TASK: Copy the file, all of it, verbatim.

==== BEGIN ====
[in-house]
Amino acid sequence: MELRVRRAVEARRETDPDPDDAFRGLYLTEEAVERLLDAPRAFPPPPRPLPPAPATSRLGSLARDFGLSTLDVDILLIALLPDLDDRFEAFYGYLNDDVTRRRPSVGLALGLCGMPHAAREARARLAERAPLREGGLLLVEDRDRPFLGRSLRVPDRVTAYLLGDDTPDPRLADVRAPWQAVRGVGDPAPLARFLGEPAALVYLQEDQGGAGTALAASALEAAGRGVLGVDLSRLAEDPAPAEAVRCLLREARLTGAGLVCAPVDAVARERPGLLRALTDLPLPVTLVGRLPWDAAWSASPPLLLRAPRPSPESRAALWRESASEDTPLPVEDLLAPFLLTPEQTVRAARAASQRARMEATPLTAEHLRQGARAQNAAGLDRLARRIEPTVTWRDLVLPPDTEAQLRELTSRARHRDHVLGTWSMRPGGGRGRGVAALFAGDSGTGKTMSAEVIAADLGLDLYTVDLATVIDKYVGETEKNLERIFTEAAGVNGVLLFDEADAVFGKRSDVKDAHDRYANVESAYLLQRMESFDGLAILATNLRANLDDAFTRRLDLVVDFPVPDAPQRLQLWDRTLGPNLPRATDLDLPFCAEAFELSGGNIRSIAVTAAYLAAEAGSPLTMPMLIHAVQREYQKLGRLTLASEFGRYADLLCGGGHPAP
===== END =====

[in-house]
Amino acid sequence: MELRVRRAVEARRETDPDPDDAFRGLYLTEEAVERLLDAPRAFPPPPRPLPPAPATSRLGSLARDFGLSTLDVDILLIALLPDLDDRFEAFYGYLNDDVTRRRPSVGLALGLCGMPHAAREARARLAERAPLREGGLLLVEDRDRPFLGRSLRVPDRVTAYLLGDDTPDPRLADVRAPWQAVRGVGDPAPLARFLGEPAALVYLQEDQGGAGTALAASALEAAGRGVLGVDLSRLAEDPAPAEAVRCLLREARLTGAGLVCAPVDAVARERPGLLRALTDLPLPVTLVGRLPWDAAWSASPPLLLRAPRPSPESRAALWRESASEDTPLPVEDLLAPFLLTPEQTVRAARAASQRARMEATPLTAEHLRQGARAQNAAGLDRLARRIEPTVTWRDLVLPPDTEAQLRELTSRARHRDHVLGTWSMRPGGGRGRGVAALFAGDSGTGKTMSAEVIAADLGLDLYTVDLATVIDKYVGETEKNLERIFTEAAGVNGVLLFDEADAVFGKRSDVKDAHDRYANVESAYLLQRMESFDGLAILATNLRANLDDAFTRRLDLVVDFPVPDAPQRLQLWDRTLGPNLPRATDLDLPFCAEAFELSGGNIRSIAVTAAYLAAEAGSPLTMPMLIHAVQREYQKLGRLTLASEFGRYADLLCGGGHPAP